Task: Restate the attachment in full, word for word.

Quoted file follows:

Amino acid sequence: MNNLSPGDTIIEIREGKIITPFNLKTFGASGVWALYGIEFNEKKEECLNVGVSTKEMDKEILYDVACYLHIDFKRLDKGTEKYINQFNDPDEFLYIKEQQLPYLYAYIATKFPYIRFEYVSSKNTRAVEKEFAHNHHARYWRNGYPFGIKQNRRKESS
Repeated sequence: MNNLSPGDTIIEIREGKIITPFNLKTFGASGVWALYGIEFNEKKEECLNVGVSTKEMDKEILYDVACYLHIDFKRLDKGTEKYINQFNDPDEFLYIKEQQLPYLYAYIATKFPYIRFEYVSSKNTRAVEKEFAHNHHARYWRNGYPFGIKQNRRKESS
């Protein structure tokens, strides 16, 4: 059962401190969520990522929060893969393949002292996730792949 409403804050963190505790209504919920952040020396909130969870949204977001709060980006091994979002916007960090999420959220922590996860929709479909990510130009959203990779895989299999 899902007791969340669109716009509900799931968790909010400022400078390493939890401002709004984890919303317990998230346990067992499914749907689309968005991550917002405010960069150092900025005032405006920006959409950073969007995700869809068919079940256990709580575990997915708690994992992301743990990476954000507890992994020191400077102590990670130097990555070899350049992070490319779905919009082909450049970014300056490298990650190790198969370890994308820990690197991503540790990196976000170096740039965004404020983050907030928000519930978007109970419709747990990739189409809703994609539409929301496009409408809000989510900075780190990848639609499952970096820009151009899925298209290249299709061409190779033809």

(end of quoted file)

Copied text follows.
Amino acid sequence: MNNLSPGDTIIEIREGKIITPFNLKTFGASGVWALYGIEFNEKKEECLNVGVSTKEMDKEILYDVACYLHIDFKRLDKGTEKYINQFNDPDEFLYIKEQQLPYLYAYIATKFPYIRFEYVSSKNTRAVEKEFAHNHHARYWRNGYPFGIKQNRRKESS
Repeated sequence: MNNLSPGDTIIEIREGKIITPFNLKTFGASGVWALYGIEFNEKKEECLNVGVSTKEMDKEILYDVACYLHIDFKRLDKGTEKYINQFNDPDEFLYIKEQQLPYLYAYIATKFPYIRFEYVSSKNTRAVEKEFAHNHHARYWRNGYPFGIKQNRRKESS
């Protein structure tokens, strides 16, 4: 059962401190969520990522929060893969393949002292996730792949 409403804050963190505790209504919920952040020396909130969870949204977001709060980006091994979002916007960090999420959220922590996860929709479909990510130009959203990779895989299999 899902007791969340669109716009509900799931968790909010400022400078390493939890401002709004984890919303317990998230346990067992499914749907689309968005991550917002405010960069150092900025005032405006920006959409950073969007995700869809068919079940256990709580575990997915708690994992992301743990990476954000507890992994020191400077102590990670130097990555070899350049992070490319779905919009082909450049970014300056490298990650190790198969370890994308820990690197991503540790990196976000170096740039965004404020983050907030928000519930978007109970419709747990990739189409809703994609539409929301496009409408809000989510900075780190990848639609499952970096820009151009899925298209290249299709061409190779033809």